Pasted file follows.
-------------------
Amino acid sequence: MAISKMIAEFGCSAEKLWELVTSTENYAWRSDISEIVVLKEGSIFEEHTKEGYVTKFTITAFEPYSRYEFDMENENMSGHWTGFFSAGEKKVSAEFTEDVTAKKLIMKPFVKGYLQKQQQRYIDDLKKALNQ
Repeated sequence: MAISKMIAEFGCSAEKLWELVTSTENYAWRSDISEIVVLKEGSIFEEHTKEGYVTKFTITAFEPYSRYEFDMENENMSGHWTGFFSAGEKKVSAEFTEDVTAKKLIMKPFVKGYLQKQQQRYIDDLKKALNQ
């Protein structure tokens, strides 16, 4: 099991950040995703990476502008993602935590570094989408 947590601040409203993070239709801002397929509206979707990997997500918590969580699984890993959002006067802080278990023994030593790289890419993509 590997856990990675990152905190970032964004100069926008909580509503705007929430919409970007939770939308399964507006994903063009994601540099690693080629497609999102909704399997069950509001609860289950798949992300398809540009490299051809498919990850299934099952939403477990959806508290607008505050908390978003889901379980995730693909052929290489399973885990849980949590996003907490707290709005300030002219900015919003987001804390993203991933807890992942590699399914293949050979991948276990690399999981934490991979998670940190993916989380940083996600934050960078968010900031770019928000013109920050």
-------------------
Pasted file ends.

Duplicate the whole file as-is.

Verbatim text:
Amino acid sequence: MAISKMIAEFGCSAEKLWELVTSTENYAWRSDISEIVVLKEGSIFEEHTKEGYVTKFTITAFEPYSRYEFDMENENMSGHWTGFFSAGEKKVSAEFTEDVTAKKLIMKPFVKGYLQKQQQRYIDDLKKALNQ
Repeated sequence: MAISKMIAEFGCSAEKLWELVTSTENYAWRSDISEIVVLKEGSIFEEHTKEGYVTKFTITAFEPYSRYEFDMENENMSGHWTGFFSAGEKKVSAEFTEDVTAKKLIMKPFVKGYLQKQQQRYIDDLKKALNQ
């Protein structure tokens, strides 16, 4: 099991950040995703990476502008993602935590570094989408 947590601040409203993070239709801002397929509206979707990997997500918590969580699984890993959002006067802080278990023994030593790289890419993509 590997856990990675990152905190970032964004100069926008909580509503705007929430919409970007939770939308399964507006994903063009994601540099690693080629497609999102909704399997069950509001609860289950798949992300398809540009490299051809498919990850299934099952939403477990959806508290607008505050908390978003889901379980995730693909052929290489399973885990849980949590996003907490707290709005300030002219900015919003987001804390993203991933807890992942590699399914293949050979991948276990690399999981934490991979998670940190993916989380940083996600934050960078968010900031770019928000013109920050």